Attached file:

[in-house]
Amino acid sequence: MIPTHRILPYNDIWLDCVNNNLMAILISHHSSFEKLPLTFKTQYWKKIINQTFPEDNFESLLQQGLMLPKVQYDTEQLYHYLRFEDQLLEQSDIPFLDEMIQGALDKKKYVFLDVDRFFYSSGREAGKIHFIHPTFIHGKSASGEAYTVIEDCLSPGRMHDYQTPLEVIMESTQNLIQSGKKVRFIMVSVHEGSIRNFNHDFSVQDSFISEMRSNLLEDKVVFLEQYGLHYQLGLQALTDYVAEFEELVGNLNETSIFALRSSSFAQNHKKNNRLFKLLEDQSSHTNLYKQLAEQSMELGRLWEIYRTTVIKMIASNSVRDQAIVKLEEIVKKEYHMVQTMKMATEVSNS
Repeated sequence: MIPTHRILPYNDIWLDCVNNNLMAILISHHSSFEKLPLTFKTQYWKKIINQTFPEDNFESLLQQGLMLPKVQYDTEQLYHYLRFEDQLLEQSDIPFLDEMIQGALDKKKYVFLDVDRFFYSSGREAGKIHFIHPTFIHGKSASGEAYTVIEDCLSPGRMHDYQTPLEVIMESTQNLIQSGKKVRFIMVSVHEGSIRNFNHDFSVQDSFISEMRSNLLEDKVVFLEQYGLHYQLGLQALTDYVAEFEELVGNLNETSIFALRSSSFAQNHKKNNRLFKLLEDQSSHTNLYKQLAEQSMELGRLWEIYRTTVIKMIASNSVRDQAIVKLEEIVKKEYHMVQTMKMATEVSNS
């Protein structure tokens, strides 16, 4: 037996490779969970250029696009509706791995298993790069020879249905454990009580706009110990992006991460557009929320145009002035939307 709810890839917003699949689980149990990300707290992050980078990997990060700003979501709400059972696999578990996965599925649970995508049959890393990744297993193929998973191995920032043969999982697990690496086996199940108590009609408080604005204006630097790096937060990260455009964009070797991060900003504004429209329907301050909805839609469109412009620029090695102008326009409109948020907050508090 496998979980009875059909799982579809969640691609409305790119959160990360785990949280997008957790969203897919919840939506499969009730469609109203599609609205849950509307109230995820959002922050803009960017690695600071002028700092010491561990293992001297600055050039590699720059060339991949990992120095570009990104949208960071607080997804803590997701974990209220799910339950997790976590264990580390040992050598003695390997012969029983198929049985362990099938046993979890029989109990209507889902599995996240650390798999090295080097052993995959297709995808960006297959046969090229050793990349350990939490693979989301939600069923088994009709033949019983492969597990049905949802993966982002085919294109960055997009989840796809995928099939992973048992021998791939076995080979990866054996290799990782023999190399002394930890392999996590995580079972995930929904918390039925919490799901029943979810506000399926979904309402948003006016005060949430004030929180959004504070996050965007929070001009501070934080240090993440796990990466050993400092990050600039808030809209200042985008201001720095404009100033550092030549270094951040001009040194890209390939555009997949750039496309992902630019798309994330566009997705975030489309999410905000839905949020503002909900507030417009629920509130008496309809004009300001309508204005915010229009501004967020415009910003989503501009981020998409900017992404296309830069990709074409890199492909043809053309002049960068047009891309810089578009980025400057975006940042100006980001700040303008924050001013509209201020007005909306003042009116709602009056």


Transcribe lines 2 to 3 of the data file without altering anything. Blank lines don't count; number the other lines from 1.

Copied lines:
Amino acid sequence: MIPTHRILPYNDIWLDCVNNNLMAILISHHSSFEKLPLTFKTQYWKKIINQTFPEDNFESLLQQGLMLPKVQYDTEQLYHYLRFEDQLLEQSDIPFLDEMIQGALDKKKYVFLDVDRFFYSSGREAGKIHFIHPTFIHGKSASGEAYTVIEDCLSPGRMHDYQTPLEVIMESTQNLIQSGKKVRFIMVSVHEGSIRNFNHDFSVQDSFISEMRSNLLEDKVVFLEQYGLHYQLGLQALTDYVAEFEELVGNLNETSIFALRSSSFAQNHKKNNRLFKLLEDQSSHTNLYKQLAEQSMELGRLWEIYRTTVIKMIASNSVRDQAIVKLEEIVKKEYHMVQTMKMATEVSNS
Repeated sequence: MIPTHRILPYNDIWLDCVNNNLMAILISHHSSFEKLPLTFKTQYWKKIINQTFPEDNFESLLQQGLMLPKVQYDTEQLYHYLRFEDQLLEQSDIPFLDEMIQGALDKKKYVFLDVDRFFYSSGREAGKIHFIHPTFIHGKSASGEAYTVIEDCLSPGRMHDYQTPLEVIMESTQNLIQSGKKVRFIMVSVHEGSIRNFNHDFSVQDSFISEMRSNLLEDKVVFLEQYGLHYQLGLQALTDYVAEFEELVGNLNETSIFALRSSSFAQNHKKNNRLFKLLEDQSSHTNLYKQLAEQSMELGRLWEIYRTTVIKMIASNSVRDQAIVKLEEIVKKEYHMVQTMKMATEVSNS